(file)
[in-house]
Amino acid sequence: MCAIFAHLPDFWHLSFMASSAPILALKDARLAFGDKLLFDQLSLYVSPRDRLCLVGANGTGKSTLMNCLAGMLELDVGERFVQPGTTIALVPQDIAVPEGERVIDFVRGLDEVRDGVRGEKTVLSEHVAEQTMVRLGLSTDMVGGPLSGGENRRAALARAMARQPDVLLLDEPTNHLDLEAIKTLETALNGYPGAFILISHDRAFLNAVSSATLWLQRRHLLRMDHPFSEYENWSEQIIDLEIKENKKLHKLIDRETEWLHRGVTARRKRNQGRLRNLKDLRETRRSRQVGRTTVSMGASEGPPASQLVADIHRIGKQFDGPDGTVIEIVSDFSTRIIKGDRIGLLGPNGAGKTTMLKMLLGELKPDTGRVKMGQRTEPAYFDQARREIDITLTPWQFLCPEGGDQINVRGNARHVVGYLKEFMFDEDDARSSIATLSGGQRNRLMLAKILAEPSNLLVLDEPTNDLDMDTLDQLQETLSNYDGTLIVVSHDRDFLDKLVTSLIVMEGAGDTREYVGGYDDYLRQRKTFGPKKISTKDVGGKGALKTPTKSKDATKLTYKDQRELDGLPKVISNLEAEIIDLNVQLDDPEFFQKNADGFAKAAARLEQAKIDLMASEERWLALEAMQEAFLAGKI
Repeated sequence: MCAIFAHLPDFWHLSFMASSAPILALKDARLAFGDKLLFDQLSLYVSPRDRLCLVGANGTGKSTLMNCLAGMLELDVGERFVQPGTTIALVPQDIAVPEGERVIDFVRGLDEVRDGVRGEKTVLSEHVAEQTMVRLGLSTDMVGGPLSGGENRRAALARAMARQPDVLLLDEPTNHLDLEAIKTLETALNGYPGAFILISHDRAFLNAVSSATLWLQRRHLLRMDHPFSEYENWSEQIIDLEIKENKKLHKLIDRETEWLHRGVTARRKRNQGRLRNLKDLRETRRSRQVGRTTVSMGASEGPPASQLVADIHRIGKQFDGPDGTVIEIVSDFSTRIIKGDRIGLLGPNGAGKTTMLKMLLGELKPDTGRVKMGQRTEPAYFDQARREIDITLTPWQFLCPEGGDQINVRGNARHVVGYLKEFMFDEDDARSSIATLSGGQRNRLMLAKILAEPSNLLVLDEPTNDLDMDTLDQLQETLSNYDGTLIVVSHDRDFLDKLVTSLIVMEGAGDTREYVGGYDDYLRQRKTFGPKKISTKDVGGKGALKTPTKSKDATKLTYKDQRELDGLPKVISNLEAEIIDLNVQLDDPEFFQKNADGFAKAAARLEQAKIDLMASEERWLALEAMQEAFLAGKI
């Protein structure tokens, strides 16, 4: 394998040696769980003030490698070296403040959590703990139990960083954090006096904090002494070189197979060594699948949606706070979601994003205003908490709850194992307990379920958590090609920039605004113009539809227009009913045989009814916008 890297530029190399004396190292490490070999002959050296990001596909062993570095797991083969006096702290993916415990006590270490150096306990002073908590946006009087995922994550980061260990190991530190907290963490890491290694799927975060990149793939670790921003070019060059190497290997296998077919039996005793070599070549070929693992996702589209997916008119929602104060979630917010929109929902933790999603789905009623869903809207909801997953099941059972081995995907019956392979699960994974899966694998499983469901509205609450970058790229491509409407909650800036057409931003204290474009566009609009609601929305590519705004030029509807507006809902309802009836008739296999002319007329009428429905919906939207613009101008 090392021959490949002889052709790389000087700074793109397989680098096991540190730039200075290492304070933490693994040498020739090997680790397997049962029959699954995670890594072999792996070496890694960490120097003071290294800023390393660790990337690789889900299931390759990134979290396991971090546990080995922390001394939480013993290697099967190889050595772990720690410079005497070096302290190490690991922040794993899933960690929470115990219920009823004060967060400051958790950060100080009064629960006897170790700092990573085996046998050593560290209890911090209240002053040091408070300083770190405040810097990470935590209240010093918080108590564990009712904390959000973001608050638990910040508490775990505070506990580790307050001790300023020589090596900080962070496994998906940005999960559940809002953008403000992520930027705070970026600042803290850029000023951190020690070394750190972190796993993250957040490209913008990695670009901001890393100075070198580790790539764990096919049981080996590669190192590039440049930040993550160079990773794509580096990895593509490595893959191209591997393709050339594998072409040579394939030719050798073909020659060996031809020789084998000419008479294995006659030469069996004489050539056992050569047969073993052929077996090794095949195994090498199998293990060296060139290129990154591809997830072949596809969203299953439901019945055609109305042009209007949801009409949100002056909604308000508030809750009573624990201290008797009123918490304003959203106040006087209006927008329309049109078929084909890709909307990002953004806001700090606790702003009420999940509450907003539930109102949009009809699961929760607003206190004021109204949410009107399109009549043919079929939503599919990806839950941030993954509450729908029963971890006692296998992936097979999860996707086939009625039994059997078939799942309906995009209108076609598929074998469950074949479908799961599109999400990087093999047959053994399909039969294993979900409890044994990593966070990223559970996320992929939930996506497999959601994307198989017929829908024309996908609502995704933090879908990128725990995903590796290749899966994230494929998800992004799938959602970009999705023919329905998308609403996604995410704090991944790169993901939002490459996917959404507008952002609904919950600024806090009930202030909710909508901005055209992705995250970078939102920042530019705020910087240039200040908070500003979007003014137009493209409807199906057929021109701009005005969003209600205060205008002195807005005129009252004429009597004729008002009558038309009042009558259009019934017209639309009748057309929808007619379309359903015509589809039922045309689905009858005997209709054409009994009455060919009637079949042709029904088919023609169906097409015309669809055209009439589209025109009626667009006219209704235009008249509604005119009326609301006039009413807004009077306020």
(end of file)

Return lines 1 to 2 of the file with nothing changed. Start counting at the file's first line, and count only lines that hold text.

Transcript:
[in-house]
Amino acid sequence: MCAIFAHLPDFWHLSFMASSAPILALKDARLAFGDKLLFDQLSLYVSPRDRLCLVGANGTGKSTLMNCLAGMLELDVGERFVQPGTTIALVPQDIAVPEGERVIDFVRGLDEVRDGVRGEKTVLSEHVAEQTMVRLGLSTDMVGGPLSGGENRRAALARAMARQPDVLLLDEPTNHLDLEAIKTLETALNGYPGAFILISHDRAFLNAVSSATLWLQRRHLLRMDHPFSEYENWSEQIIDLEIKENKKLHKLIDRETEWLHRGVTARRKRNQGRLRNLKDLRETRRSRQVGRTTVSMGASEGPPASQLVADIHRIGKQFDGPDGTVIEIVSDFSTRIIKGDRIGLLGPNGAGKTTMLKMLLGELKPDTGRVKMGQRTEPAYFDQARREIDITLTPWQFLCPEGGDQINVRGNARHVVGYLKEFMFDEDDARSSIATLSGGQRNRLMLAKILAEPSNLLVLDEPTNDLDMDTLDQLQETLSNYDGTLIVVSHDRDFLDKLVTSLIVMEGAGDTREYVGGYDDYLRQRKTFGPKKISTKDVGGKGALKTPTKSKDATKLTYKDQRELDGLPKVISNLEAEIIDLNVQLDDPEFFQKNADGFAKAAARLEQAKIDLMASEERWLALEAMQEAFLAGKI